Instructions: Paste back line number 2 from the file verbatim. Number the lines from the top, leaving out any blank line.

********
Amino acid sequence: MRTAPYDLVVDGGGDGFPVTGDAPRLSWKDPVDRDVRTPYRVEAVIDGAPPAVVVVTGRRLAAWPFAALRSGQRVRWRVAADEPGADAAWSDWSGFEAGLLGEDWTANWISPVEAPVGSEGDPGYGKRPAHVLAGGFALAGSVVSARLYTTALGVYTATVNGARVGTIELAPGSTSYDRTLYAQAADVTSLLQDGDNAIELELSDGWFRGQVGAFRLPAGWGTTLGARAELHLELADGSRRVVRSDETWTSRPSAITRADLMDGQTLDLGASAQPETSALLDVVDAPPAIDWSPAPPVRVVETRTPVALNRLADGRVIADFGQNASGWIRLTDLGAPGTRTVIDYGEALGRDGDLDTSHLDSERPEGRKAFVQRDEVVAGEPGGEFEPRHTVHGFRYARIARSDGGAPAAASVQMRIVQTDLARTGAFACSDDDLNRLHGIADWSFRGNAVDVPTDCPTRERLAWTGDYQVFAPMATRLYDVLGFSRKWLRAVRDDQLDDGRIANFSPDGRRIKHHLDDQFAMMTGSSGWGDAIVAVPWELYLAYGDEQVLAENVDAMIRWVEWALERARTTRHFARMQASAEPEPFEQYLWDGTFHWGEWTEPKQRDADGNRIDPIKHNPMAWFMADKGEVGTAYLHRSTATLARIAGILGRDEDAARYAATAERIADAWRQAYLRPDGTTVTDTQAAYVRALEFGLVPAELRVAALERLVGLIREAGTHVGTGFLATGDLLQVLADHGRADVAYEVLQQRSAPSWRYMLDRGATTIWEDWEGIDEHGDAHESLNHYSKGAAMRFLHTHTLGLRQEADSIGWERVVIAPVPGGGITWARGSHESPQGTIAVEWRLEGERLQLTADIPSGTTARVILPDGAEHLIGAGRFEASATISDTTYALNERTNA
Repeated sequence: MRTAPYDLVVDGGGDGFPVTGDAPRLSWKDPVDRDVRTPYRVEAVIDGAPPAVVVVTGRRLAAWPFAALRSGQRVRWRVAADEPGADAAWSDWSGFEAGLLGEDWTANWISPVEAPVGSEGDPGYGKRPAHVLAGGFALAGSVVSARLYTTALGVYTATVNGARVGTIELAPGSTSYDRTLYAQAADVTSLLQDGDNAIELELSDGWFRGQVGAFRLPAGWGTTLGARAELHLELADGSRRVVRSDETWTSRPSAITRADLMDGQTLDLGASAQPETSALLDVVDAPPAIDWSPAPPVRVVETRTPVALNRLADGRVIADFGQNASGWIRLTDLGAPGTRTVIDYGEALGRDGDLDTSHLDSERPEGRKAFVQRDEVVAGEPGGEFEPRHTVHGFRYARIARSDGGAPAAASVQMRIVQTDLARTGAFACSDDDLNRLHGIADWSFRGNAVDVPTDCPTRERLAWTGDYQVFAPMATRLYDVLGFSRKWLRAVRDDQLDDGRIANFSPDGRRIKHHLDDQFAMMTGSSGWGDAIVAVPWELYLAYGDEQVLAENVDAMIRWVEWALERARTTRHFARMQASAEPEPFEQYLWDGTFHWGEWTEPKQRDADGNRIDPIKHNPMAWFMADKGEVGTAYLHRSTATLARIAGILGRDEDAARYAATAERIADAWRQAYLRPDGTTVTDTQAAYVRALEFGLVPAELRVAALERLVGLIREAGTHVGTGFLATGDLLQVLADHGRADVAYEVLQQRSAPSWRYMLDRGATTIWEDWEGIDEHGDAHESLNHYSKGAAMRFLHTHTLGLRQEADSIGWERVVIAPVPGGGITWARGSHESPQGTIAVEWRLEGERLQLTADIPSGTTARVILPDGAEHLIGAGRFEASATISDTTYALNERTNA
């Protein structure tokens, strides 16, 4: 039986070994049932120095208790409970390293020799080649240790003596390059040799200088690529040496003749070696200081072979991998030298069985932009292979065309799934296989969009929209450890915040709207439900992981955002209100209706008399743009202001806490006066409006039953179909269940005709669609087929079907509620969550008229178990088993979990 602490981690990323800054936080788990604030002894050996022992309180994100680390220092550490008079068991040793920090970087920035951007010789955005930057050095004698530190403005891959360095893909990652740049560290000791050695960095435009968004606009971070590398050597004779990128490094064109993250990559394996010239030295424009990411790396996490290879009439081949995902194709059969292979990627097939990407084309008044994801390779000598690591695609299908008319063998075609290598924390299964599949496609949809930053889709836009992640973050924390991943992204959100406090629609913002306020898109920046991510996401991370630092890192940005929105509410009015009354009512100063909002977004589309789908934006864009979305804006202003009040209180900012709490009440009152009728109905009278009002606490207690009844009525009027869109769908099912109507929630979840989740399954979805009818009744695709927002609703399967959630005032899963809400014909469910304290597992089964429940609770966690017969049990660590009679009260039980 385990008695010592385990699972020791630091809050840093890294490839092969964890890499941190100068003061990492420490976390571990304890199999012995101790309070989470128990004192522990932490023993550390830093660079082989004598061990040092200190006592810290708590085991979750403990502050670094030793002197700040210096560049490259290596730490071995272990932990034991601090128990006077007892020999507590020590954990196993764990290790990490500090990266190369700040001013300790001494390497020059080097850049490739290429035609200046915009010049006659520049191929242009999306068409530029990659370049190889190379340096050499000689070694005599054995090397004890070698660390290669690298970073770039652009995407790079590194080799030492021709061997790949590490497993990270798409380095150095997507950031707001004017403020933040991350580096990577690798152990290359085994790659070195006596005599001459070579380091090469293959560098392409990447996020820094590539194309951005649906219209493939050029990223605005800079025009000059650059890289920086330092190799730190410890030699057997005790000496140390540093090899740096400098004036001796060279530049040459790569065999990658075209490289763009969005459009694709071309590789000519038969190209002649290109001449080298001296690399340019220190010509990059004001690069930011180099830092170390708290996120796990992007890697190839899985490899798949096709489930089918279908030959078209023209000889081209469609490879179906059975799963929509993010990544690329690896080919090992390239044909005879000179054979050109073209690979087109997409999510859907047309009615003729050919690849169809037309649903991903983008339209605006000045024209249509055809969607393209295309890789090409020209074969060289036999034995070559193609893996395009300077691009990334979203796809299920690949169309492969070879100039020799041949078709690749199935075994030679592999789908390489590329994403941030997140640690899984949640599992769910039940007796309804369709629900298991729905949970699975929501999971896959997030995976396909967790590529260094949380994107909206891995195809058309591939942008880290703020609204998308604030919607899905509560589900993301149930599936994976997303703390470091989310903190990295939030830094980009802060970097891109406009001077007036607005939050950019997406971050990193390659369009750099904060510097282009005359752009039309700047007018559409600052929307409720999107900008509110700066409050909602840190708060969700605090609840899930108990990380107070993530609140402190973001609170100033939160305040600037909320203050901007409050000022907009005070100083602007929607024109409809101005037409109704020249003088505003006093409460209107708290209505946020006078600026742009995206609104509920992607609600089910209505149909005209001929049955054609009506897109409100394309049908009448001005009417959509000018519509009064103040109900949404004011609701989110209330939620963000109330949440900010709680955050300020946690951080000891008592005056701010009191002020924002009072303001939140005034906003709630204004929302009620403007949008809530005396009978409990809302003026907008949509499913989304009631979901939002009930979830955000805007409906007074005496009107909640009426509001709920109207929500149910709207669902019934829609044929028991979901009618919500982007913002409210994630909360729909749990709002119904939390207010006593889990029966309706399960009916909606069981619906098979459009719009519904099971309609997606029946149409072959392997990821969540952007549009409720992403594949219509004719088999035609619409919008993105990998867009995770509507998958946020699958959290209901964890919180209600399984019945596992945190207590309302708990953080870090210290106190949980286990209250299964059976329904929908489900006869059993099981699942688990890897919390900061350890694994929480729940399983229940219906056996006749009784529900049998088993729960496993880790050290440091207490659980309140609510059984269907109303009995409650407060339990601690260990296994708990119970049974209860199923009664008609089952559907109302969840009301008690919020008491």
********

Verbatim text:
Repeated sequence: MRTAPYDLVVDGGGDGFPVTGDAPRLSWKDPVDRDVRTPYRVEAVIDGAPPAVVVVTGRRLAAWPFAALRSGQRVRWRVAADEPGADAAWSDWSGFEAGLLGEDWTANWISPVEAPVGSEGDPGYGKRPAHVLAGGFALAGSVVSARLYTTALGVYTATVNGARVGTIELAPGSTSYDRTLYAQAADVTSLLQDGDNAIELELSDGWFRGQVGAFRLPAGWGTTLGARAELHLELADGSRRVVRSDETWTSRPSAITRADLMDGQTLDLGASAQPETSALLDVVDAPPAIDWSPAPPVRVVETRTPVALNRLADGRVIADFGQNASGWIRLTDLGAPGTRTVIDYGEALGRDGDLDTSHLDSERPEGRKAFVQRDEVVAGEPGGEFEPRHTVHGFRYARIARSDGGAPAAASVQMRIVQTDLARTGAFACSDDDLNRLHGIADWSFRGNAVDVPTDCPTRERLAWTGDYQVFAPMATRLYDVLGFSRKWLRAVRDDQLDDGRIANFSPDGRRIKHHLDDQFAMMTGSSGWGDAIVAVPWELYLAYGDEQVLAENVDAMIRWVEWALERARTTRHFARMQASAEPEPFEQYLWDGTFHWGEWTEPKQRDADGNRIDPIKHNPMAWFMADKGEVGTAYLHRSTATLARIAGILGRDEDAARYAATAERIADAWRQAYLRPDGTTVTDTQAAYVRALEFGLVPAELRVAALERLVGLIREAGTHVGTGFLATGDLLQVLADHGRADVAYEVLQQRSAPSWRYMLDRGATTIWEDWEGIDEHGDAHESLNHYSKGAAMRFLHTHTLGLRQEADSIGWERVVIAPVPGGGITWARGSHESPQGTIAVEWRLEGERLQLTADIPSGTTARVILPDGAEHLIGAGRFEASATISDTTYALNERTNA